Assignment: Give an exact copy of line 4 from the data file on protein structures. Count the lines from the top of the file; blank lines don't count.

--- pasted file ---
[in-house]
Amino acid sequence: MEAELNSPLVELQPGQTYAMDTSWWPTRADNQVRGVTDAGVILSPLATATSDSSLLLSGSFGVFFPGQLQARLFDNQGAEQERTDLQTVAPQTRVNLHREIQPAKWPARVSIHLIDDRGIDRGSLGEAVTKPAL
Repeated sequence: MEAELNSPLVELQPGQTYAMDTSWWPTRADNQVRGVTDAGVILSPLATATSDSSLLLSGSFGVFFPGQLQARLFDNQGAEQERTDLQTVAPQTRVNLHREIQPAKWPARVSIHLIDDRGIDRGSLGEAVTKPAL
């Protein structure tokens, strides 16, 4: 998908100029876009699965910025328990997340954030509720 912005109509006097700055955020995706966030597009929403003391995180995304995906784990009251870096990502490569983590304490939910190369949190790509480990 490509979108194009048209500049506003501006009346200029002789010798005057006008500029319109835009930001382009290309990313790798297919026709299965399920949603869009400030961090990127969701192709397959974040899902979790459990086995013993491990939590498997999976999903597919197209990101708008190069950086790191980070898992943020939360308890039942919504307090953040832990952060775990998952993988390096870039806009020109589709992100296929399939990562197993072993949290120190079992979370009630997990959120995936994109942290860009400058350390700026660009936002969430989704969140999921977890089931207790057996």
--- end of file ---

């Protein structure tokens, strides 16, 4: 998908100029876009699965910025328990997340954030509720 912005109509006097700055955020995706966030597009929403003391995180995304995906784990009251870096990502490569983590304490939910190369949190790509480990 490509979108194009048209500049506003501006009346200029002789010798005057006008500029319109835009930001382009290309990313790798297919026709299965399920949603869009400030961090990127969701192709397959974040899902979790459990086995013993491990939590498997999976999903597919197209990101708008190069950086790191980070898992943020939360308890039942919504307090953040832990952060775990998952993988390096870039806009020109589709992100296929399939990562197993072993949290120190079992979370009630997990959120995936994109942290860009400058350390700026660009936002969430989704969140999921977890089931207790057996």